Arriving in VIENG XAI (“City of Victory”), you wouldn’t know the Pathet Lao and their communist allies in Vietnam had won the Second Indochina War. Sprawled across a valley surrounded by the cave-riddled karst formations used by the Pathet Lao as their wartime headquarters, Vieng Xai was cobbled together by comrades from Russia, North Korea and Vietnam as well as labourers from Hua Phan’s notorious re-education camps. In 1973, at the end of the war, there were plans to make Vieng Xai the heart of the newly socialist nation, but in the end Laos’s socialist friends could not be convinced to foot the bill to turn a backwater into a gleaming new capital, and so the Pathet Lao leadership decamped to Vientiane. With time, Vieng Xai couldn’t even compete with nearby Sam Neua as a provincial hub. People moved out and many buildings fell into a state of crumbling decay. These days, the town has a slow, dusty charm, complemented by its stunning backdrop of limestone karsts.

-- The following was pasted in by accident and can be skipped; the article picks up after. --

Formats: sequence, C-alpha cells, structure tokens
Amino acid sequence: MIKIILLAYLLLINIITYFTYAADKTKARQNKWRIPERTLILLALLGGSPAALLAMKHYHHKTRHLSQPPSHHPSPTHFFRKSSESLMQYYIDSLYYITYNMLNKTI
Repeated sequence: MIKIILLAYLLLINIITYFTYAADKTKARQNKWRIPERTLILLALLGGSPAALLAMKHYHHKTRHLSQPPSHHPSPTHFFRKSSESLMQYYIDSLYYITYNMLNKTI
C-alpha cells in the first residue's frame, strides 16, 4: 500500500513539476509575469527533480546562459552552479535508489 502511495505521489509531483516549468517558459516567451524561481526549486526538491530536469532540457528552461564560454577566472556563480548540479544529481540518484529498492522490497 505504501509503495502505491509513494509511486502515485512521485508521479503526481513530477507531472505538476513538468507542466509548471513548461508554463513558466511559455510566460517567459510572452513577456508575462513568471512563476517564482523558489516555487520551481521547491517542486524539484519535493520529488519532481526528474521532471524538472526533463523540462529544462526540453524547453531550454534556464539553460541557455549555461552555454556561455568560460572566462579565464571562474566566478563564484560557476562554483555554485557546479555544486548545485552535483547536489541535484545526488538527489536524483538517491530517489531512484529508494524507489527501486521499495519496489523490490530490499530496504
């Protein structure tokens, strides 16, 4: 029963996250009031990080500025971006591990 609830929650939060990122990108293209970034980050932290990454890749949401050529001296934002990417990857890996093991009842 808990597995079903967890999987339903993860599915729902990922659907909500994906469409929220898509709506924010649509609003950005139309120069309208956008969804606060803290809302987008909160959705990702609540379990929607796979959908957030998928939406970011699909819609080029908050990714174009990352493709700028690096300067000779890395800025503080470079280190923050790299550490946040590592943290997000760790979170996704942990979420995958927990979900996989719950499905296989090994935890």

Very few travellers stay in Vieng Xai, most preferring to do the caves as a day-trip from Sam Neua, which has much better food and accommodation. However, for those who can afford the time, the scenic countryside and ambience around Vieng Xai reward further exploration, evoking Guilin in China. In fact, if you want to know what Vang Vieng was like before it was overrun with trippy backpackers, Vieng Xai is the place for you.